Assessing the Environmental Impacts of Tourism in Tibet

For centuries, Tibet has played a special role in the imagination of travelers, who know it as the “roof of the world.” Because of its remoteness, many of these would-be adventurers could not reach the high plateau or see the snow-capped ranges, ancient monasteries and nomadic yak-herders. However, the construction of the Qinghai-Tibet Railway in 2006 gave people across the globe access to this cut-off region. By 2017, Tibet was the host of 25.61 million travelers worldwide, a 12-times growth compared to a decade ago. The exponential increase in tourism is a valuable income source for the local communities, but it also raises significant concerns about environmental degradation in this fragile ecological hotspot.

Blossoming peach trees in the spring in Bayi, Tibet, China (Source: Tibet Discovery/ Facebook).

Coupled with the critical timing for local authorities in China to flesh out the implementation details for the 13th Five-Year National Plan (2016-2020), the expected growth in tourism in Tibet poses a pressing challenge to ecological sustainability. In a paper published earlier this year in the Journal of Mountains, six researchers from the Tibetan Plateau provide science-based suggestions for policymakers to decide where and how ecotourism should be conducted, so as to sustain both the distinctive cultural and natural landscapes of the region as well as the income source of its people.

Xiaoming Wang, a professor from the Northwest Institute of Eco-Environment and Resources of the Chinese Academy of Science, highlighted to GlacierHub the complexities of balancing environmental conservation and tourism development. “A view should be taken in a more systematic or national or even global manner for planning and policy development, or very often, actions for a short-term and local benefit may compromise long-term national interests. This is exactly what the environmental and climate researchers should start to pay an attention to,” Wang said.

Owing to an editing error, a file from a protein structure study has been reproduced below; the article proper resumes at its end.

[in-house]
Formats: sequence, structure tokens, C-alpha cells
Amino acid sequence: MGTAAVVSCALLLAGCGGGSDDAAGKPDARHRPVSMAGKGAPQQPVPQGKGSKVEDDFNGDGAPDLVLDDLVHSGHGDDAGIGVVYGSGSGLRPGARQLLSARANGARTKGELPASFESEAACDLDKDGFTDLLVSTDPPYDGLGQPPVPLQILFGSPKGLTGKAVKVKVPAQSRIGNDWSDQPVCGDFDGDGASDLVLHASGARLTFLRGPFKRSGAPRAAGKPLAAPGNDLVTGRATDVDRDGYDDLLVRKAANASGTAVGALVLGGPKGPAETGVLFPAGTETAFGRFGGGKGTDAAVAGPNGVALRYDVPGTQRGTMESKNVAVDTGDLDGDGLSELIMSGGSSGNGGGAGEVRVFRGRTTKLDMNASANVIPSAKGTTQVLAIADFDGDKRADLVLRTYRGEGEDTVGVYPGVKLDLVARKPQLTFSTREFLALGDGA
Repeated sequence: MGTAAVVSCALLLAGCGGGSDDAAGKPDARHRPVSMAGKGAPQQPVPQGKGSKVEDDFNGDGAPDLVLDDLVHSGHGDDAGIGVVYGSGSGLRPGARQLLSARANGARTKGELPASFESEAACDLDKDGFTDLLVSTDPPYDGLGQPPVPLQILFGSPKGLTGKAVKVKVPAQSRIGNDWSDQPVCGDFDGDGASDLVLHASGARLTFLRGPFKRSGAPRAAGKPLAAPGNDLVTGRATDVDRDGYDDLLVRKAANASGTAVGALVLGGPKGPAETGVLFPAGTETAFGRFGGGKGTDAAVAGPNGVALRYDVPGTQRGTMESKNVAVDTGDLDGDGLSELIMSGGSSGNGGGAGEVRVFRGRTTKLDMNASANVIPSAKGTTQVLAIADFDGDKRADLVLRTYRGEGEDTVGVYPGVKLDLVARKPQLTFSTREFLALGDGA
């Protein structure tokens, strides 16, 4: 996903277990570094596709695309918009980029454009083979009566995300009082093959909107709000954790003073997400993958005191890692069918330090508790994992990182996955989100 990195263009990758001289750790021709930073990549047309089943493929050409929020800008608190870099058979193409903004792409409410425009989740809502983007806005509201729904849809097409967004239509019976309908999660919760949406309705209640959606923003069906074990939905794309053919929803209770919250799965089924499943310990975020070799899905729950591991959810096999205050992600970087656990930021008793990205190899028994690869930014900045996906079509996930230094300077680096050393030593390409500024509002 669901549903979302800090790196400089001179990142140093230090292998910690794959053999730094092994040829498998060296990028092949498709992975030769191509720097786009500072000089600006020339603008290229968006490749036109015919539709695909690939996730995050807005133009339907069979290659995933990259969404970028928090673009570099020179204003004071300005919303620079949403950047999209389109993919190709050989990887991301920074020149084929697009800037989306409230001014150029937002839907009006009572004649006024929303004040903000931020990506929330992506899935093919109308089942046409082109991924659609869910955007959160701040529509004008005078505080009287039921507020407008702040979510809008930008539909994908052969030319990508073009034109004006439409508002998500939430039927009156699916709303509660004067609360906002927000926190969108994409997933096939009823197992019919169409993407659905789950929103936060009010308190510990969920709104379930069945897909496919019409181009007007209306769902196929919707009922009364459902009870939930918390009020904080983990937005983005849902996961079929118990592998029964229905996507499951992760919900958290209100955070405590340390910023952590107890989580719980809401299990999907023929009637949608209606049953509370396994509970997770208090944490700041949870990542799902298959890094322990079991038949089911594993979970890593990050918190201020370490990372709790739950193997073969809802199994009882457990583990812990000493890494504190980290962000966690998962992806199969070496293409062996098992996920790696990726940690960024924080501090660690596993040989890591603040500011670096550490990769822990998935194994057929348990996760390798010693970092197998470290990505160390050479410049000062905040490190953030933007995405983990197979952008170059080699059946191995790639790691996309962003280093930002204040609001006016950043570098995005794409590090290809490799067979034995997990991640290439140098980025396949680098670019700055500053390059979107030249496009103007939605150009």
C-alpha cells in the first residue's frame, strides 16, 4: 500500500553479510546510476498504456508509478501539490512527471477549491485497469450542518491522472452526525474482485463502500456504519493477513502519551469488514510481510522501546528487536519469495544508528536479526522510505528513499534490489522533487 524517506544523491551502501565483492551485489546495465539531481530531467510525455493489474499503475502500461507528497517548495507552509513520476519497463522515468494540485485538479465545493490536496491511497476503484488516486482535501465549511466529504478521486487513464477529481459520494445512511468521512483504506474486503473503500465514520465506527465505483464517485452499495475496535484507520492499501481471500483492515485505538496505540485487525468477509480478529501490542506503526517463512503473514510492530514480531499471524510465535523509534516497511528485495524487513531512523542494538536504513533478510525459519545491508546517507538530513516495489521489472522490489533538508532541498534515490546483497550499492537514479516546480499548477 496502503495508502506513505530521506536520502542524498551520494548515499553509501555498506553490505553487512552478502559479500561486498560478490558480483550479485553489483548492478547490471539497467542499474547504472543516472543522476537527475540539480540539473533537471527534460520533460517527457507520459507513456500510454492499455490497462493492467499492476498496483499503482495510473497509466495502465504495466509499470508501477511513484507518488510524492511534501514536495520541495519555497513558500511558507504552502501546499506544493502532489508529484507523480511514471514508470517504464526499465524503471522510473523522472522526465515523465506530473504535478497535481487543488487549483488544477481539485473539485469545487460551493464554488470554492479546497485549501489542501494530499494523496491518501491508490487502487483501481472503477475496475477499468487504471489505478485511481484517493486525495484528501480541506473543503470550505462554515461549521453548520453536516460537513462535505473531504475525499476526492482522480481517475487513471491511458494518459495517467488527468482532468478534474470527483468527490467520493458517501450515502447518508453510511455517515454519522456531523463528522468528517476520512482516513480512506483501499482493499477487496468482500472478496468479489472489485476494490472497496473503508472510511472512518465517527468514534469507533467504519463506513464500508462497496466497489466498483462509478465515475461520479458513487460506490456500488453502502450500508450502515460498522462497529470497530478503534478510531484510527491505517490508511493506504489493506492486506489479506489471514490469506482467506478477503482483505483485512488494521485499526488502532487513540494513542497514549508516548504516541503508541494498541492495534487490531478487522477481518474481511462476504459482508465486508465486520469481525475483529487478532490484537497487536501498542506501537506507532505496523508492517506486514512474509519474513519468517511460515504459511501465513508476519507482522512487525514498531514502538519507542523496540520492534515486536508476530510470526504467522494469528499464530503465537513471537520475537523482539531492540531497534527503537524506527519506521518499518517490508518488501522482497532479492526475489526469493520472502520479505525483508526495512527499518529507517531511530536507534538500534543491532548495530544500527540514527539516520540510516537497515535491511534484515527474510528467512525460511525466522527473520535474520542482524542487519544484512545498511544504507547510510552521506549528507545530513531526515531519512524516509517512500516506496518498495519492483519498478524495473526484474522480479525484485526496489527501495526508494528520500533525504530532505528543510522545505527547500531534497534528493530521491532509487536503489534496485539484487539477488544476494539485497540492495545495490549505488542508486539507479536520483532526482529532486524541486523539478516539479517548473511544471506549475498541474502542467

The diversified landscape and geography of the study area, Bayi District, Tibet, China (Source: Kan et al. 2018).

The case study focused on the Bayi District located in southeast Tibet, close to Tibet’s capital, Lhasa. The relatively accessible, mild-altitude plateau is a favorite tourist destination. Bayi District boasts stunning views from its highest cliffsides, awe-inspiring glaciers, the winding Yarlung Zangbo River, boundless grasslands dotted with yaks, religious traditions and the most hospitable people.

According to the authors, “the ecology [of Tibet] is fragile, and if it gets destroyed once, it will degrade and is difficult to be restored.” As the backbone of the local economic growth and even overall Tibet tourism, a more environmentally-minded tourism in Bayi District calls for further efforts to map out the vulnerabilities of different landscapes and adopt contextualized approaches.

Colorful autumn in Bayi District, Tibet, China (Source: Ping Lin/Creative Commons).

Traditional approaches were used to classify and assess the ecosystem components that may affect its vulnerability. In addition, the authors further introduced advanced spatial technologies. With these technologies, such as spatial principal component analysis, remote sensing, and GIS, the authors were able to “analyze the ecological vulnerability at a regional spatial scale.”